Why does a bird scratch its head?

posted in: Feathers-maintenance | 2


Yes, why does a bird scratch its head? Can we assume the head is itching? I suppose so. The presence of ectoparasites may be be the cause of the itch!

The real reason for scratching can be to arrange those feathers on the head and neck that cannot be reached by the bills.

Birds preen their feathers, spreading a fatty secretions obtained from the uropygial or preen gland located somewhere on the rump. This oil is spread over the feathers, possible to waterproof them, although there are no proofs that this is so. Ornithologists now believe that the oil is a sort of conditioner that maintains the skin supple, which in turn prevents the feathers and scales from turning brittle. The oil may also help control growth of undesirable fungi and at the same time encourage the desirable. These latter fungi are claimed to inhibit the presence of lice on the feathers.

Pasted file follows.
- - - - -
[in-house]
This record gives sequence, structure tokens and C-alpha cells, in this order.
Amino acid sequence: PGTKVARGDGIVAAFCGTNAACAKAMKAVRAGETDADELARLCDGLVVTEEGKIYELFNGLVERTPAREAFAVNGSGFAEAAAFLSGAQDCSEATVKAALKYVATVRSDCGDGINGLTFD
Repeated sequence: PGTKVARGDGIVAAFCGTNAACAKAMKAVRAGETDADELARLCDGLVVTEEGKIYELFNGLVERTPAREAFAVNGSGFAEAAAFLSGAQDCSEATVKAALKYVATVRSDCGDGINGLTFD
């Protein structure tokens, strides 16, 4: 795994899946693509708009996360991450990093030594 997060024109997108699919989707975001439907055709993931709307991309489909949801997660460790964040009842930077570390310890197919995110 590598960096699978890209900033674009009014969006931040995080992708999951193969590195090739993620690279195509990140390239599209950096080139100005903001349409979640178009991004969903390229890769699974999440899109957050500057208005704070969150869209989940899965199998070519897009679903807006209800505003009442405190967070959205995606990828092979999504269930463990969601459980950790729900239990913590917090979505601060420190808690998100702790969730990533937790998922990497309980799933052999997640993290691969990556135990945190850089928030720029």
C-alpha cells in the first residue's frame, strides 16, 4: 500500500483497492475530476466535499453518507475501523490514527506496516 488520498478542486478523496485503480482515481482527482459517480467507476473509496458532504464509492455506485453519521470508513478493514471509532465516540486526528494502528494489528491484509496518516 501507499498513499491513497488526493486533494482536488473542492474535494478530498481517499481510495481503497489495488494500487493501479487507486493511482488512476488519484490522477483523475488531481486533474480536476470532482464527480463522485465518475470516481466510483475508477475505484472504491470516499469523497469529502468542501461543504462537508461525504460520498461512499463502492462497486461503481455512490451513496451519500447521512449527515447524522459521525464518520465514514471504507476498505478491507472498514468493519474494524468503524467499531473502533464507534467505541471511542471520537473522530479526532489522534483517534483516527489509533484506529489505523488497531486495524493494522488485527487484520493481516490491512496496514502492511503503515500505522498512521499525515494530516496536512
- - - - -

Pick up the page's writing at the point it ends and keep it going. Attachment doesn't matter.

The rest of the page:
Anyway, spread of this oil is usually done with the help of the bill. But it is not possible for the bill to reach the feathers on the head. So the oil is rubbed on the bird’s foot with the help of the bill and the bird in turn scratches its head, transferring the oil to the head feathers.

The Grey-faced(?) Buzzard (Butastur indicus) in the picture at the top is obviously enjoying its scratch. Note that the eye is covered by the nictitating membrane as scratching is going on. This is probably to protect the eye.

Text by YC Wee, image by Chan Yoke Meng.

Note: The bird is probably a honey buzzard (Pernis sp.), see comment.

2 Responses

  1. Khem Chen

    I think the raptor is a honey buzzard (pernis sp.) due to its slim head and wide tail-bar.

  2. Mandy Andrea

    Many birds spread the uropygial oil or/and down powder on their heads directly by rubbing their heads vigorously over their lower back. (THe oil not only conditions their feathers but also is a vitamin D3 precursor that helps with calcium homeostasis when ingested.)

    I believe during preening many birds usually chew off the dead sheath of new prickly pin feathers, remove thin layers of dead skin, excess powder, or excess down feathers. Unable to remove these from their heads with their beak and without an immediate partner to allopreen, they will scratch their heads to relieve the irritation (itchiness?) of pins poking their skin, and buildup of dead cells.

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